Well done, my friend! On so many levels!

  7. motiondesmiths says:

    This is the perfect song to twist, and I’m sure you knew that when you chose it, but props. It really has become a case of Judge One Another rather than Love One Another.

  8. Annie B. says:

    That is a gorgeous picture of your mom! I have to admit, nothing in my life made me feel more like a sex object than being told that if I was not covered from x(shoulders) to y(knees) I would be sending inappropriate messages to boys. And no, being told my body is a *sacred* sex object did not make it any better.

    I like the principle of respect for our bodies and of other’s bodies, but the way I was taught modesty growing up was geared towards shielding men and boys from seeing my apparently hyper-sexual shoulders and lower thighs, often at the expense of my own comfort or preference. So essentially consideration for myself was overridden by consideration for those around me. Why can’t we just teach girls and boys that our bodies are made for a variety of wonderful purposes? I will definitely teach my girls that you don’t have to show skin to be attractive, neither does not covering it make you walking pornography; that is created in the mind of the beholder.

    • Ziff says:

      I have to admit, nothing in my life made me feel more like a sex object than being told that if I was not covered from x(shoulders) to y(knees) I would be sending inappropriate messages to boys. And no, being told my body is a *sacred* sex object did not make it any better.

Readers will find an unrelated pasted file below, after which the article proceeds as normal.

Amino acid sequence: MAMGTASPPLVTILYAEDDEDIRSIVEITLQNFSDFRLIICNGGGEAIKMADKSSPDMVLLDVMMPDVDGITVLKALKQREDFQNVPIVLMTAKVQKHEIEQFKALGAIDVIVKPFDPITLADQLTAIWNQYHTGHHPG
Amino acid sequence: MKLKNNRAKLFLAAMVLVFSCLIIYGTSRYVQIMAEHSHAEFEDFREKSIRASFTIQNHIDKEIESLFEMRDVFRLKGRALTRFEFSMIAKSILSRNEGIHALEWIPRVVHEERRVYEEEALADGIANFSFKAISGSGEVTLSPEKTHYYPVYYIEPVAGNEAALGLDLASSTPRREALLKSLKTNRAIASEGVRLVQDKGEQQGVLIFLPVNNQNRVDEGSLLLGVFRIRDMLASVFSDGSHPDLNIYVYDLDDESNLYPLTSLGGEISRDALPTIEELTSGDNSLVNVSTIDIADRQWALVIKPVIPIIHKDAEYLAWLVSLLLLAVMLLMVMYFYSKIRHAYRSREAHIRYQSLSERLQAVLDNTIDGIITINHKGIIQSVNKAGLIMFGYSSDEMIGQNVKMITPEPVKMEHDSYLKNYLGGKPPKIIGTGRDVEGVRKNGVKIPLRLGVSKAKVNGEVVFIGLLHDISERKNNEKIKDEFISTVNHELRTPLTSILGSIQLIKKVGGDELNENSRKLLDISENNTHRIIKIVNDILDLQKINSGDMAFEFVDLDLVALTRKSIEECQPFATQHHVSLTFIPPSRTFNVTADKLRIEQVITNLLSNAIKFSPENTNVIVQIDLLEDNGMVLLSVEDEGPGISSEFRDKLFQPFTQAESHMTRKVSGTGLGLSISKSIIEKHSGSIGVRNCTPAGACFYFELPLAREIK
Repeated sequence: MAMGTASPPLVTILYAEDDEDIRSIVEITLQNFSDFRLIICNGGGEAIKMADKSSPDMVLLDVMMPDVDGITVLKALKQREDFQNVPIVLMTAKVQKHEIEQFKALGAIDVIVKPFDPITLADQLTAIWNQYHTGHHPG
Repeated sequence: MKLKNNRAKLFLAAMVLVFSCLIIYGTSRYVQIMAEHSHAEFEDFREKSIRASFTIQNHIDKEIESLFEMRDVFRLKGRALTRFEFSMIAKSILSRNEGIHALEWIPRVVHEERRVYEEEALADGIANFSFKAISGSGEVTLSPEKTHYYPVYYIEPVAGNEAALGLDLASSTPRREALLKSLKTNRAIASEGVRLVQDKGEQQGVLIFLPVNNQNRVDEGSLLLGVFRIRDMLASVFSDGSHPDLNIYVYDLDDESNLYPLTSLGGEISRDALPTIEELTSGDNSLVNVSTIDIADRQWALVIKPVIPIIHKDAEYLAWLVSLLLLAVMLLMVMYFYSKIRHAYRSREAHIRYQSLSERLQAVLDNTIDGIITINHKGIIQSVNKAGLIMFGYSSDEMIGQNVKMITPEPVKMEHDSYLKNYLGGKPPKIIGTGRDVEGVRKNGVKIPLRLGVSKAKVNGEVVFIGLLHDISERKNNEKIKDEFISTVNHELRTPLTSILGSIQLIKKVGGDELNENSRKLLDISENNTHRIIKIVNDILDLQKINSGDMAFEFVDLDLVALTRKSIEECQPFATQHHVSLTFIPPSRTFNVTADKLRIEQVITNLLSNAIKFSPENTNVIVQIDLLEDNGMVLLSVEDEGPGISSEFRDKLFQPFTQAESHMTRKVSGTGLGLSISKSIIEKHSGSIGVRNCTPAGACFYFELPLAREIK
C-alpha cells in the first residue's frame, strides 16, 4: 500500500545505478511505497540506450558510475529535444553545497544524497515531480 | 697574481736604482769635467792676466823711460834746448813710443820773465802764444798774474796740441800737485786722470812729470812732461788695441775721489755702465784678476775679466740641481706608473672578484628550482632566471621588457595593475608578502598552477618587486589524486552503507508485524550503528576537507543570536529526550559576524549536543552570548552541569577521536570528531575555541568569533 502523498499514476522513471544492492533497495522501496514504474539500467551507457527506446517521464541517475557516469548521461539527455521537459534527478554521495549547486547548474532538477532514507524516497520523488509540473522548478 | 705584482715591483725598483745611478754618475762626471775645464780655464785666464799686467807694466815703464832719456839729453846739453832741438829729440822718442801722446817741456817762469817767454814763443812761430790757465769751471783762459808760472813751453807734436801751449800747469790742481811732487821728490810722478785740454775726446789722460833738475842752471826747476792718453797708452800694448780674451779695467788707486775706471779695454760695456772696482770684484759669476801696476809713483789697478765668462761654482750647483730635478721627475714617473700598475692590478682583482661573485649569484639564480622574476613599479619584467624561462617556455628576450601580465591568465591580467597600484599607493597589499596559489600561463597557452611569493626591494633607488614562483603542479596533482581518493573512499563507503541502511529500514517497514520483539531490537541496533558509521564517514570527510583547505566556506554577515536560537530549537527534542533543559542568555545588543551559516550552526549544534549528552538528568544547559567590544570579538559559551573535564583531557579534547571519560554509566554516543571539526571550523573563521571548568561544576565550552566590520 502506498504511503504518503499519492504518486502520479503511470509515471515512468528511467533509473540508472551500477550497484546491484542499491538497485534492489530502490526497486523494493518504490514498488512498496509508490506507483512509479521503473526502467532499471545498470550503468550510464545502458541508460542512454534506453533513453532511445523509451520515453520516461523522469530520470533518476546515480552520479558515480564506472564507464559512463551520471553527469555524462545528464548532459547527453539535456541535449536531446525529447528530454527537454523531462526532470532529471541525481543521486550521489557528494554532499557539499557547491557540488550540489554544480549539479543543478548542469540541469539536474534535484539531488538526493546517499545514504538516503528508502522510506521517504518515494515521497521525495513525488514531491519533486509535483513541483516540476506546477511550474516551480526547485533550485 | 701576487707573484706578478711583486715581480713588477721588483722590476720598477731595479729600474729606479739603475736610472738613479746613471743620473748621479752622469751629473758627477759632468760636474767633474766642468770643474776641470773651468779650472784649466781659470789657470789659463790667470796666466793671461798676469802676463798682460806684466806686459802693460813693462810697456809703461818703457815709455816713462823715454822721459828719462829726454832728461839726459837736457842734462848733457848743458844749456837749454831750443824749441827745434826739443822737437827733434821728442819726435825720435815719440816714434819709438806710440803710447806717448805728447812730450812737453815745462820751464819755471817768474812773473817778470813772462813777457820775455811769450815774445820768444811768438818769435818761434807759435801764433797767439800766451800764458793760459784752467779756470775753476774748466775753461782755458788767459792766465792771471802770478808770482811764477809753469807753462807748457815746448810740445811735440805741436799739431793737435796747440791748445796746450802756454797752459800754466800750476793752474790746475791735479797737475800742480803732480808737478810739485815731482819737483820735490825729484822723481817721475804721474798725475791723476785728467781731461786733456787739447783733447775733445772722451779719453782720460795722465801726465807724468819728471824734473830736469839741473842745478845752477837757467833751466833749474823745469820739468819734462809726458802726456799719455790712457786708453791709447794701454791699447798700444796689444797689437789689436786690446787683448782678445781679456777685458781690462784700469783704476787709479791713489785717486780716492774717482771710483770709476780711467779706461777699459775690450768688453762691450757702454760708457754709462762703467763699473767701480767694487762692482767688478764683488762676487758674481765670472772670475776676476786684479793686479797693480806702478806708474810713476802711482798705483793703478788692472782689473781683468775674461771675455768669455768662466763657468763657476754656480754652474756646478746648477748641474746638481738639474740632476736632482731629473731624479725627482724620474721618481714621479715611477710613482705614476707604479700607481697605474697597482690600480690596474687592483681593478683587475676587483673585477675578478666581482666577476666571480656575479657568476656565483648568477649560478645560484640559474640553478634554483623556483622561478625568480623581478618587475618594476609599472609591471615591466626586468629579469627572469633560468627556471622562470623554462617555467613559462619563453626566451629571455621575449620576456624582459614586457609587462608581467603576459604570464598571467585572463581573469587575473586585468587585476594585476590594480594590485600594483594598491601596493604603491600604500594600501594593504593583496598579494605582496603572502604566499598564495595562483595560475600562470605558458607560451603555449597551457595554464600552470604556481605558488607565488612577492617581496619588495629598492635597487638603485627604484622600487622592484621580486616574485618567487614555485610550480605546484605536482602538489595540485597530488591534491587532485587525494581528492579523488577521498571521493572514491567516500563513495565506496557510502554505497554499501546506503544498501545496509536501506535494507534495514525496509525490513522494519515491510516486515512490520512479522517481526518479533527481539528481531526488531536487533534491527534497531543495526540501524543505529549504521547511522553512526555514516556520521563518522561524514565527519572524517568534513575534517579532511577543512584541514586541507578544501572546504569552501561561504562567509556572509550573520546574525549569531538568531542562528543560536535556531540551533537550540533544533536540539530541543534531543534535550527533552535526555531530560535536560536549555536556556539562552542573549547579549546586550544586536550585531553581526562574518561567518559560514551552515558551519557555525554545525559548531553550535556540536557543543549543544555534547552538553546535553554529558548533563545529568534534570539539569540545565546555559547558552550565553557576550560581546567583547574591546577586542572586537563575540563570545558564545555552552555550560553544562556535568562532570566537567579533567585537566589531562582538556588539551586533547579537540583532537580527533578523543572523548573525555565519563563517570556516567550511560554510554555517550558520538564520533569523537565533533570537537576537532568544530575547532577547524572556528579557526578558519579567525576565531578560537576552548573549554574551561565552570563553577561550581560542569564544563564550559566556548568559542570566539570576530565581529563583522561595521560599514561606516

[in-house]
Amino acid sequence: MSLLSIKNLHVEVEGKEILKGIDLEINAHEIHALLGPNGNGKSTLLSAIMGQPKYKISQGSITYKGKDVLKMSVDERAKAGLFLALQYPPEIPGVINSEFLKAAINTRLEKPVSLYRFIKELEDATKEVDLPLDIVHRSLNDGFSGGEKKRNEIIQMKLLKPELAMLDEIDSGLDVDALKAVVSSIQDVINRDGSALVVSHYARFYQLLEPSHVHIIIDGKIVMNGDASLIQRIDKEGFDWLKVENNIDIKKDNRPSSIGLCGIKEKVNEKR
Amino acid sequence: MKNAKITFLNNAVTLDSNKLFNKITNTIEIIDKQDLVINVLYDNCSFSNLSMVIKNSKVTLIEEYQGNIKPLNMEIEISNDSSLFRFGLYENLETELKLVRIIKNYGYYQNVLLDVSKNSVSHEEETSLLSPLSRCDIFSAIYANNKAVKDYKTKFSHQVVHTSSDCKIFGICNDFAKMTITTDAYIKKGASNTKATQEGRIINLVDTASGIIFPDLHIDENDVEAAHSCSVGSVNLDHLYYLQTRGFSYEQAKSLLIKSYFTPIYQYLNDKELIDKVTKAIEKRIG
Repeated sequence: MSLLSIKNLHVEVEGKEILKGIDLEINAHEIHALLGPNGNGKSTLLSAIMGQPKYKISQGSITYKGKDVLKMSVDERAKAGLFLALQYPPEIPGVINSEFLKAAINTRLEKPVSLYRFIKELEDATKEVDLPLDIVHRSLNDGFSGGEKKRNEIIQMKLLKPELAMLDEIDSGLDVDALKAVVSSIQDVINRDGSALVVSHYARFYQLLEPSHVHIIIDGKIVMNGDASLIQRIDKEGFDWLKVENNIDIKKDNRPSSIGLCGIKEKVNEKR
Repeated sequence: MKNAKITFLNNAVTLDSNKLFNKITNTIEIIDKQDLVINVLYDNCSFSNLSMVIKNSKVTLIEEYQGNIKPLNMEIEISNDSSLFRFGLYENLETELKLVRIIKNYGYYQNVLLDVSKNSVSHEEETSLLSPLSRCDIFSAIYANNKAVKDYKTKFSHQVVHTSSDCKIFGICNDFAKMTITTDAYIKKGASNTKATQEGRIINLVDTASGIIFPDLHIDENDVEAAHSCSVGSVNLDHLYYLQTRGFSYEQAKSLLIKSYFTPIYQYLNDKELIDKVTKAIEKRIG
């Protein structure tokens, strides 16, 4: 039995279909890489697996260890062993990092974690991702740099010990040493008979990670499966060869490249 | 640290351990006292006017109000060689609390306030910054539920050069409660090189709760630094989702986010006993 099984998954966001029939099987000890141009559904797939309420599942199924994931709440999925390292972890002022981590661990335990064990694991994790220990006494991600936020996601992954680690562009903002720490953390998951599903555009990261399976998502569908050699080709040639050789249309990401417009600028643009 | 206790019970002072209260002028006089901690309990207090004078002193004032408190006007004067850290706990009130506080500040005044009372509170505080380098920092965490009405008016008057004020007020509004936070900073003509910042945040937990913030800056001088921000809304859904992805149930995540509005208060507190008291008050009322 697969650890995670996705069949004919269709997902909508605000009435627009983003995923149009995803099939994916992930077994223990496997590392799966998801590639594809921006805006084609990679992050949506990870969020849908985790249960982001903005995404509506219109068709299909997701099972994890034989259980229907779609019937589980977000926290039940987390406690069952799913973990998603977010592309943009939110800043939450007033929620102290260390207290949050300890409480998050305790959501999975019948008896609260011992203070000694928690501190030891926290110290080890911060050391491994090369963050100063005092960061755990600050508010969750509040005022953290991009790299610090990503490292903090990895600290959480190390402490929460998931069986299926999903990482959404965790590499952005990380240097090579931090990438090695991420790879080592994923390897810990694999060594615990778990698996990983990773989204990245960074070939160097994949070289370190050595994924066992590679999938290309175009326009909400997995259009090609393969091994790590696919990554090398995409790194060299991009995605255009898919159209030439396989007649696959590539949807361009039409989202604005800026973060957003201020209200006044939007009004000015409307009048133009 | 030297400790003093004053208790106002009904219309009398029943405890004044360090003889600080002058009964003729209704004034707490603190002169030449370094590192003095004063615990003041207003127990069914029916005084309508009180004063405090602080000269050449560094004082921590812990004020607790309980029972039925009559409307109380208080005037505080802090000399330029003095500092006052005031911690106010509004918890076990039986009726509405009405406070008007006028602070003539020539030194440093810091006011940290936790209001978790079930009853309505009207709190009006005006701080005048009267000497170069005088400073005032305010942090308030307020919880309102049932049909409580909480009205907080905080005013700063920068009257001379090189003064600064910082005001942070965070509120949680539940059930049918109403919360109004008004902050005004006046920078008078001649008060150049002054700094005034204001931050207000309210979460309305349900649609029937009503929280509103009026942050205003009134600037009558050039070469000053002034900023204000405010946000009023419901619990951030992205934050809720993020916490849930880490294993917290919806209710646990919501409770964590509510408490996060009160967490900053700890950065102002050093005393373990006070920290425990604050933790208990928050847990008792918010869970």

Well said, Annie! I think this is exactly the point fMhLisa was making in her wonderful post about modesty a few days ago: telling women they’re sexual so they must cover up isn’t that far from telling them they’re sexual so they should flaunt it.

  9. LG Andrews says:

    Thanks for posting the lyrics ~ it’s completely hilarious, except for the fact that this issue is completely NOT funny!

  10. M Dearest says:

    I found this so inspiring that I wrote another verse for the brethren. Sorry, I can’t resist playing at such brilliant sarcasm.

    We must try to help our brothers
    To put off the natural man.
    If we don’t constrain their libido,
    We’re not doing all we can.
    It’s all up to us to prevent them from fall
    And not expect they learn mastery at all!
    (Chorus)

  11. Judith says:

    It hurts my heart to know that you are re-writing LDS hymns. They are sacred. Although I don’t like your lyrics much, I respect that you need to get your feelings out. Use a pop song, anything, but, please, respectfully please, leave the church hymns alone.

  12. C says:

    “I’m Trying to be Like Jesus” isn’t in the hymn book. And just for fun, when I sing “I am a Child of God”, I change the lyrics to having been given parents “kind of weird” (which is true, and yes, I adore them!) 🙂